Sustainable Information Technology

Green IT Plan: How to Win Hearts and Minds

Implementing Green IT in a large or medium-sized enterprise can seem daunting. In this first of a series of posts I want to describe exactly what steps to take. When we’re done, you will have an actionable plan that is practical and proven, and will help you to turn Green IT into a reality in your organisation.

Green IT: Build on Firm Foundations

First, we have to do the groundwork. Building the right foundations for Green IT itself breaks down into three separate inter-connected areas:

In the rest of this post we’ll focuse on how to win the hearts and minds of the most important stakeholders. These are the people whose say-so will determine whether and how you get to implement Green IT in your organisation.

The stakeholders you will be influencing will want to know about the bottom line in detail, and particularly the tangible financial upside. You’ll provide those details in the business case.

Winning hearts and minds is about getting agreement – and more importantly, enthusiastic support – for the principle of Green IT implementation. There are general points to remember about winning support, and there are Green IT-specific items. Let’s deal generally with how to win the support of your CEO, board or other stakeholders, first.

How to Make Green IT Friends and Influence People

  • Do some fundamental thinking – how will Green IT benefit your organisation? Without answering this, arguments based upon how Green IT can benefit the environment are likely to get nowhere.
  • How do your stakeholders see the world? Look through their eyes, and tailor your arguments accordingly. If the stakeholder is concerned primarily about staff satisfaction, your argument should show how Green IT initiatives can hep to galvanise and motivate staff to ‘do something bigger’ than the normal confines of their job roles. If your stakeholder is all about cutting costs, focus on that.
  • Choose how to present your information. I remember trying to convince my boss of the benefits of a particular approach to managing IT infrastructure. It didn’t seem to matter what I said, she wouldn’t budge. Then someone came along and showed her a nice, colourful picture – and everything changed. I had been giving her facts and figures in writing and with the spoken word (my preferred ways to take in information) while she had been processing the world visually.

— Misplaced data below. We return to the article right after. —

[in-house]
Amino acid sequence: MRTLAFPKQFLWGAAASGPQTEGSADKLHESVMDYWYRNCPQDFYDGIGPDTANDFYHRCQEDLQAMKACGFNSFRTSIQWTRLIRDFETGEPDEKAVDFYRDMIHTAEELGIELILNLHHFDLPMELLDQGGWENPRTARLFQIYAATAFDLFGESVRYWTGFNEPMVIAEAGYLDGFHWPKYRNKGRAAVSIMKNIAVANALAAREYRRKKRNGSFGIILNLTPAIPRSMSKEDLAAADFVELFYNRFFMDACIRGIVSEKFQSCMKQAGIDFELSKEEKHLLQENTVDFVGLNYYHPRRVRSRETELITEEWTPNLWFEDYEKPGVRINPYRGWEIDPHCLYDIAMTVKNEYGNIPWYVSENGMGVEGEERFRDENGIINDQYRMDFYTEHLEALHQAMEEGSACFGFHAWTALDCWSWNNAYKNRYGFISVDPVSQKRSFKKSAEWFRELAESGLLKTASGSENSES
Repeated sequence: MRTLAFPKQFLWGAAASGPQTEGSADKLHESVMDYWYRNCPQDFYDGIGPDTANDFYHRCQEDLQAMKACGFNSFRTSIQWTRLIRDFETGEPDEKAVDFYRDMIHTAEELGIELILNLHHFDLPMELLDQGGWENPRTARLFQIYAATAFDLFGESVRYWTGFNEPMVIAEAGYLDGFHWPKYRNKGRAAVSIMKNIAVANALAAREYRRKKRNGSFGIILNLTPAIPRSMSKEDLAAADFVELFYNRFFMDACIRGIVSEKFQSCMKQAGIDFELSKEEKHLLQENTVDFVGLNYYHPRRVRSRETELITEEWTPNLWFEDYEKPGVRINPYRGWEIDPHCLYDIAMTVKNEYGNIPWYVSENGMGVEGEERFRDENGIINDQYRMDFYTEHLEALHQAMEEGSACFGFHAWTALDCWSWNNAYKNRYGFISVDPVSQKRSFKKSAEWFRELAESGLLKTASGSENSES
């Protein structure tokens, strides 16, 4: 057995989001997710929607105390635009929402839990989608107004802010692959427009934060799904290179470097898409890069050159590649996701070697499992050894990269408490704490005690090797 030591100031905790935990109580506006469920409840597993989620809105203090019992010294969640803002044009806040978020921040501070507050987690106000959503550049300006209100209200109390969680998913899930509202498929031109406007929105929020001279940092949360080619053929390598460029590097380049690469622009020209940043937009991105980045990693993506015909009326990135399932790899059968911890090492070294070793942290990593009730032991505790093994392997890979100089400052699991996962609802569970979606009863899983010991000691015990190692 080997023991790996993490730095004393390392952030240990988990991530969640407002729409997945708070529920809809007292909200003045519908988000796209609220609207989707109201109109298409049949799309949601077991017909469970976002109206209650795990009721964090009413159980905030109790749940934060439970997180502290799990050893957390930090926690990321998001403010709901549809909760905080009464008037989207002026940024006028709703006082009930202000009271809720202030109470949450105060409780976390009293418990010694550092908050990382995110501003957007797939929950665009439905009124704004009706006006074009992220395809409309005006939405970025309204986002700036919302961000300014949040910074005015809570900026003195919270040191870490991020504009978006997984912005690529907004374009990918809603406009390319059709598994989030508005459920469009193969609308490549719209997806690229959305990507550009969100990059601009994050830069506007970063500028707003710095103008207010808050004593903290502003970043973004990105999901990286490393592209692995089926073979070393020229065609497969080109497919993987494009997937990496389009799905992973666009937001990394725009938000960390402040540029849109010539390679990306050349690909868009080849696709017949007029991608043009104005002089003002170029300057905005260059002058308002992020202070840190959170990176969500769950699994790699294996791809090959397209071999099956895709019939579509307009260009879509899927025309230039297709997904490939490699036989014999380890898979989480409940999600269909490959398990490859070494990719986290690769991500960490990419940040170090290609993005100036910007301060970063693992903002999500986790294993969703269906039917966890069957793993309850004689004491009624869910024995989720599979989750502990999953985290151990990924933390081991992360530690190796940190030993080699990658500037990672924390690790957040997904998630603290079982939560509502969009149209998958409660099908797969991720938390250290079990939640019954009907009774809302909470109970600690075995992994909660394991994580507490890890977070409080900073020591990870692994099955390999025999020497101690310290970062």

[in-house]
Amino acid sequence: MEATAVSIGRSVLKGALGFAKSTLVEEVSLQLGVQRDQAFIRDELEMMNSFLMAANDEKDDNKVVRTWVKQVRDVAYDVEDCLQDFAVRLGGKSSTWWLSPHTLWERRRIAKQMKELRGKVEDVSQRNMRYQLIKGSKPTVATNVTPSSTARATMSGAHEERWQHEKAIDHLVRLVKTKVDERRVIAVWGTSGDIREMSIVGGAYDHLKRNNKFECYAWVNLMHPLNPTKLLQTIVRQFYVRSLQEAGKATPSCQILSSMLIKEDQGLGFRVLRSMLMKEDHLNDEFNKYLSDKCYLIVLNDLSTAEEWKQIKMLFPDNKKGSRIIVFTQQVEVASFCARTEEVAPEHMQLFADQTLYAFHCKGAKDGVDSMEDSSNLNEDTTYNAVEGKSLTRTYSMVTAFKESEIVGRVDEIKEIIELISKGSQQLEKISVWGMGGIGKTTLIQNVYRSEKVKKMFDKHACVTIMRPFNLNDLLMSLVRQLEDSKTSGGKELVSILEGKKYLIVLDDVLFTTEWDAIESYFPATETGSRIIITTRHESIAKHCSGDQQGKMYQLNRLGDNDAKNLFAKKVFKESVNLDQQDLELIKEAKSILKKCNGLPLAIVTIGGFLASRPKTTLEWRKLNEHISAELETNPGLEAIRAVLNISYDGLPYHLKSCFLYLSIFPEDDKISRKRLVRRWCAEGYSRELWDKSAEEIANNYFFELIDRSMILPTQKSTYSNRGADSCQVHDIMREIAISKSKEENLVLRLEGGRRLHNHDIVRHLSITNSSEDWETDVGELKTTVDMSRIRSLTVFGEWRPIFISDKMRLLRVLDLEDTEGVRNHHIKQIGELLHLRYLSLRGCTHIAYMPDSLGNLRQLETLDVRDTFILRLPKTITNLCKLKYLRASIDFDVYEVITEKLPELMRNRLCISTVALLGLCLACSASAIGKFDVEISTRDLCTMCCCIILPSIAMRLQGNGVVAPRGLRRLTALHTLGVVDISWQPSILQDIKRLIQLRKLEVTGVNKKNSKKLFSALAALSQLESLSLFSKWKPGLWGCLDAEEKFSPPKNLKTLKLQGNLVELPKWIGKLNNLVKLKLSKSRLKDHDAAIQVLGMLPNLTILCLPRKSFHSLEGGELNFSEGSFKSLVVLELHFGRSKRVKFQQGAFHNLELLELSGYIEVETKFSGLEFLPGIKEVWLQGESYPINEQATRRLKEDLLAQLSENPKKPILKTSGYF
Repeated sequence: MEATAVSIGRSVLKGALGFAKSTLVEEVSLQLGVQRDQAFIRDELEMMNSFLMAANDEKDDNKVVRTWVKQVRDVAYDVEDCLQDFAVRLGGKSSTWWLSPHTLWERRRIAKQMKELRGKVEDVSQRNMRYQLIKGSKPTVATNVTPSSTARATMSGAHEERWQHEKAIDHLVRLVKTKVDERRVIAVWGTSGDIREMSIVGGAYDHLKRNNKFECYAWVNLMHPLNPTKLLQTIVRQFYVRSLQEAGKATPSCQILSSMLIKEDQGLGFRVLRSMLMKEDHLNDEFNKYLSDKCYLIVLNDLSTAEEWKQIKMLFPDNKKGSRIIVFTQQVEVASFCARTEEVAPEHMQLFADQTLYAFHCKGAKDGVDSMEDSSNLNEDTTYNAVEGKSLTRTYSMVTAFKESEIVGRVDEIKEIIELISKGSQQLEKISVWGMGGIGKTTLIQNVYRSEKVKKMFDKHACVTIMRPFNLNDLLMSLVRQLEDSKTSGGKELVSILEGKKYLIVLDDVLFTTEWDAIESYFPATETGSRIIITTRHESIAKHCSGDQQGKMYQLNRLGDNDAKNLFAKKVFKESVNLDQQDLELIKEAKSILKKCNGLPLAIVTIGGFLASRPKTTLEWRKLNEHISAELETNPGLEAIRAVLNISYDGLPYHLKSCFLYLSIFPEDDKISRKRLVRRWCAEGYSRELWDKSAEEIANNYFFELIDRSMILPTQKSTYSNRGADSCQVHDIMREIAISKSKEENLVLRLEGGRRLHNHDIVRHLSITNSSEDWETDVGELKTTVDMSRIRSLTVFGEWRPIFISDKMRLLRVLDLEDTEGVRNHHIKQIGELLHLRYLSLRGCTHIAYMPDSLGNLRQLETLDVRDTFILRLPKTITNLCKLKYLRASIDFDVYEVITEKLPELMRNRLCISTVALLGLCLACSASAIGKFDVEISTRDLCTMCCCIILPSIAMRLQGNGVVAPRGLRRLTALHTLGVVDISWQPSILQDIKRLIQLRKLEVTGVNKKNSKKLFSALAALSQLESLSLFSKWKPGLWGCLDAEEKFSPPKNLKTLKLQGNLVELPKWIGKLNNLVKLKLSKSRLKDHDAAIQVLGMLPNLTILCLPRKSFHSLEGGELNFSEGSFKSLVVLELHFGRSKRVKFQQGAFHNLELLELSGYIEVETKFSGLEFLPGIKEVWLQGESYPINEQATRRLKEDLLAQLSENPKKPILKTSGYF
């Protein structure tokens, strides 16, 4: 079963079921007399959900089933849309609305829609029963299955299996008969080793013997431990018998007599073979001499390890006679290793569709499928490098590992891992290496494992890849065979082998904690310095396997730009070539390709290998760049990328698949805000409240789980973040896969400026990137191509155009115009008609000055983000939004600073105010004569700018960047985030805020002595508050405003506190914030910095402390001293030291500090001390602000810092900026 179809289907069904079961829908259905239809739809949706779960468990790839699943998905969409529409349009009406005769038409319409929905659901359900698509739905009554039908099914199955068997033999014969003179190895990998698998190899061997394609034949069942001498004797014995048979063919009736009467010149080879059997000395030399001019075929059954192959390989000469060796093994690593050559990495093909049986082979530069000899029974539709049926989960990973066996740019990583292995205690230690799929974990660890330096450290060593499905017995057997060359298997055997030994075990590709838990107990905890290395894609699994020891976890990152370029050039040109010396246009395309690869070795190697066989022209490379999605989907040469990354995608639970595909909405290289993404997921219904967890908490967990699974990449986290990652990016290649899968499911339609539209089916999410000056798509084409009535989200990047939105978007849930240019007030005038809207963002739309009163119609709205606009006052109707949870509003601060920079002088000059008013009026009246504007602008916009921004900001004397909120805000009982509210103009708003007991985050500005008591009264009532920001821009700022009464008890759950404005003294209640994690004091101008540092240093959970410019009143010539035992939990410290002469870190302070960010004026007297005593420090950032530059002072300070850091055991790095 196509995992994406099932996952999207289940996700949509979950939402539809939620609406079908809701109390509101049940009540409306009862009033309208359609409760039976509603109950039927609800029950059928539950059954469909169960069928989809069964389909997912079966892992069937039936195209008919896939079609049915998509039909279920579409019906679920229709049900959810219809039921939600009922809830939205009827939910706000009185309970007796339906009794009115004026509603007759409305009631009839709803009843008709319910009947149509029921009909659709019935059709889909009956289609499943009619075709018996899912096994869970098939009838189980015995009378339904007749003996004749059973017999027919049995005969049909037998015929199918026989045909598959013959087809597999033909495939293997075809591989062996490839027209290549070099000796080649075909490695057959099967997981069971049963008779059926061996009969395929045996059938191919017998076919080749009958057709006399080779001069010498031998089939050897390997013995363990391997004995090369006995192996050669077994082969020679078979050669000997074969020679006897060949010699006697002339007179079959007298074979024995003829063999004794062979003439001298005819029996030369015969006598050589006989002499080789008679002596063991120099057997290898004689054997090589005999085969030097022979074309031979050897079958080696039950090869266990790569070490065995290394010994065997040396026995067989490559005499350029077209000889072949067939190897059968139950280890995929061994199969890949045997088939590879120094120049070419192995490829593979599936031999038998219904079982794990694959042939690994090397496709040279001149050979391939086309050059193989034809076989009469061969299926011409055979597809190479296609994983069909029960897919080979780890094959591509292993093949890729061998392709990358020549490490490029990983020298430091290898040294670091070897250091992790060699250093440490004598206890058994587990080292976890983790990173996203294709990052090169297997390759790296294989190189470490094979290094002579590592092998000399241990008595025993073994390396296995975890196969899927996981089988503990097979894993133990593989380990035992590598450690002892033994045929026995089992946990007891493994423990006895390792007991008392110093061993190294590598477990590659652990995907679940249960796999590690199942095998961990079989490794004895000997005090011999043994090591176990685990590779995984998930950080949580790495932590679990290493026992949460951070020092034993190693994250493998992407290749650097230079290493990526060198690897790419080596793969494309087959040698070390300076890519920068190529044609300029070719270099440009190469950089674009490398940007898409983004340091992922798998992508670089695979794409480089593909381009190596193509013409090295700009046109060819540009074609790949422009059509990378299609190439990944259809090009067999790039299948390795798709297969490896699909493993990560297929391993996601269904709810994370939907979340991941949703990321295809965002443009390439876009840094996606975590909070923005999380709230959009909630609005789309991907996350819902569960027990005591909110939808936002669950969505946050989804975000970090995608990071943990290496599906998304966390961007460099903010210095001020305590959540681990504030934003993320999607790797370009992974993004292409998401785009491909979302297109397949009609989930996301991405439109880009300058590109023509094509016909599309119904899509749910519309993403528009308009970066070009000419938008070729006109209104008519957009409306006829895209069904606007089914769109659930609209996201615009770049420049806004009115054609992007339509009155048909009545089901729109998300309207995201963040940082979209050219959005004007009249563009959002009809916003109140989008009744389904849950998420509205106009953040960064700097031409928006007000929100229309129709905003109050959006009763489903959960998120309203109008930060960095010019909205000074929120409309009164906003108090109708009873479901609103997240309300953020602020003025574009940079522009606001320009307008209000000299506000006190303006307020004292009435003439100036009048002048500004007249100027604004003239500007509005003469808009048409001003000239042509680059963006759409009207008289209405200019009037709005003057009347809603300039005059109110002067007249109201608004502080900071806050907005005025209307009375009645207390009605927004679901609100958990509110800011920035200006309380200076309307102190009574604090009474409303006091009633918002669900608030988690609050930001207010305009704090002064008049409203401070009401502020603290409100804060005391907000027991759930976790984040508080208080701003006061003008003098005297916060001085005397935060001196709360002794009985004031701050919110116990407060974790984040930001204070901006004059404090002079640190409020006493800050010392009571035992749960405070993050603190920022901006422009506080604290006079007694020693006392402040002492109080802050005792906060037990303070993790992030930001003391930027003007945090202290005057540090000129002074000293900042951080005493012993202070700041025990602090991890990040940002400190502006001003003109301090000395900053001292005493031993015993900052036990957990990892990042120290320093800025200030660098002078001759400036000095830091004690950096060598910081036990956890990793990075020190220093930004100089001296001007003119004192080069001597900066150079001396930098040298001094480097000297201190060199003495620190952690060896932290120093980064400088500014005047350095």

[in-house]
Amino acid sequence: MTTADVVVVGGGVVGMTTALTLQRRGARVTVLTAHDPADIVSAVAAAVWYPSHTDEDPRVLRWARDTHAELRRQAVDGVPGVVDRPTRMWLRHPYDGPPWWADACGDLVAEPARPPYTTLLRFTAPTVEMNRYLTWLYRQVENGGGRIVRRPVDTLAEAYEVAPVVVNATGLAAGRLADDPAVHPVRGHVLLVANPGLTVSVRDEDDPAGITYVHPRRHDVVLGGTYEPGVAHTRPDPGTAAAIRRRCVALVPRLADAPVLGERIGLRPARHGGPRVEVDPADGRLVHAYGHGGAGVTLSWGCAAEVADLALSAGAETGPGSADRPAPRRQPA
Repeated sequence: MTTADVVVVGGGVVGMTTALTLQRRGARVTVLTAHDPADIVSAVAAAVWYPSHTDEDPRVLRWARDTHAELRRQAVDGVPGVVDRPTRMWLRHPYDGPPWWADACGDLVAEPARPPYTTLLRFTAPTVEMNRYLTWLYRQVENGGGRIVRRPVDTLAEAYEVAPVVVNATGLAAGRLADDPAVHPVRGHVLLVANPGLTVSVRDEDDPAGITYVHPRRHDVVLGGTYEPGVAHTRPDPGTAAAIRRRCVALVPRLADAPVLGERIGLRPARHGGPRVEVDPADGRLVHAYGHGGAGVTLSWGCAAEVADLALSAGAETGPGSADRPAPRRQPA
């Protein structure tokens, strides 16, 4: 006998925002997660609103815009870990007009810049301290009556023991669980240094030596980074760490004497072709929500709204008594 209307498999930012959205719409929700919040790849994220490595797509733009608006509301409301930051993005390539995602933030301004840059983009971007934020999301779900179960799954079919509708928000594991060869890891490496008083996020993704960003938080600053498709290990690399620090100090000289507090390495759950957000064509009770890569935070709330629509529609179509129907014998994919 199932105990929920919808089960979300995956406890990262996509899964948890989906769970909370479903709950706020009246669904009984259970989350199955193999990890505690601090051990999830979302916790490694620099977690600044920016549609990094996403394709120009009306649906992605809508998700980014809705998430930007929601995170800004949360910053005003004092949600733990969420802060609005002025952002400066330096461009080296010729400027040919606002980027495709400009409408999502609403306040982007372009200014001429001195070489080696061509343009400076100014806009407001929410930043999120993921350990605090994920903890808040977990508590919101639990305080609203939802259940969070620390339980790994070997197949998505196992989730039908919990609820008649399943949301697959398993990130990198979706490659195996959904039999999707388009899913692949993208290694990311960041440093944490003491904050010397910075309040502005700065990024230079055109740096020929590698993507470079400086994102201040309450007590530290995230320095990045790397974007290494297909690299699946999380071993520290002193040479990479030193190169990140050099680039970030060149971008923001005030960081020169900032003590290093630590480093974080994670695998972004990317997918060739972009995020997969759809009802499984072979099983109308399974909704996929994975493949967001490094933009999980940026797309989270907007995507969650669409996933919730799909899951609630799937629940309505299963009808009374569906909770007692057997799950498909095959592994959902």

I cannot over-emphasise how important it is to match your means of expression to the way your stakeholders process information. Big and bright is usually a good rule, even when convincing the most intelligent people. As a piece of inspiration in this area, take a look at how this amazing Nobel prize winner presents statistics…

  • Make your arguments live and breathe. Script writers and novelists always advise -“show – don’t tell”. It’s better to take stakeholders to see a successful company who have ‘gone green’. It’s better to show them positive publicity for Green IT initiatives than to just tell them about it. It’s better to have your CEO feel the high temperatures in your Data Centre aisles, than just to put the figures in a spreadsheet.
  • Mobilise supporters. Enlist the people who are already on your side. Make sure they have the facts straight, know the business benefits, then get them to evangelise Green IT.
  •  Identify opponents and turn them into supporters. Use the the techniques above.

So Exactly Why Should Your Organisation Plan and Implement Green IT?

General influencing techniques won’t get you far without a solid understanding of the benefits of Green IT for your organisation. You need to get these benefits across powerfully:

  • Financial savings (which will be explained in more detail in the business case) from items such as lower energy costs, more effective procurement policies, longer equipment life, rationalised Data Centres, more efficient processes etc
  • The cost of doing nothing
  • The benefit to the environment
  • The positive publicity for the organisation
  • The opportunity to engage with new groups of consumers or markets
  • The opportunity to galvanise staff and improve the culture of work
  • Peripheral benefits. Only you can know the details of what these might be, depending on your circumstances, but they might include…
    • better security
    • less reliance on a single vendor
    • less exposure to a single energy source

You also need to get across features of the plan. These are elements that will assure your stakeholders that a Green IT implementation will be delivered effectively and skilfully by people who know what they are doing, within time and cost constraints and with extra features that will magnify the benefits. You don’t need to go into these in detail at this point, but your stakeholders have to know they are in place.

Win hearts and minds to make the Green IT changes needed

Win hearts and minds to make the Green IT changes needed

  • Appropriate skills and expertise
  • A draft project plan that covers all the angles
  • Green IT process improvement methodology that will ensure that benefits are long-term and built into the culture of the organisation, rather than just a series of quick wins
  • A communication plan that maximises positive publicity for Green IT efforts both internally and externally, using Social Media where appropriate
  • Buy-in and support from CSR staff

Get these pieces in place and you will have built firm foundations for Green IT. In the next article, we’ll look at aligning with CSR in more detail.

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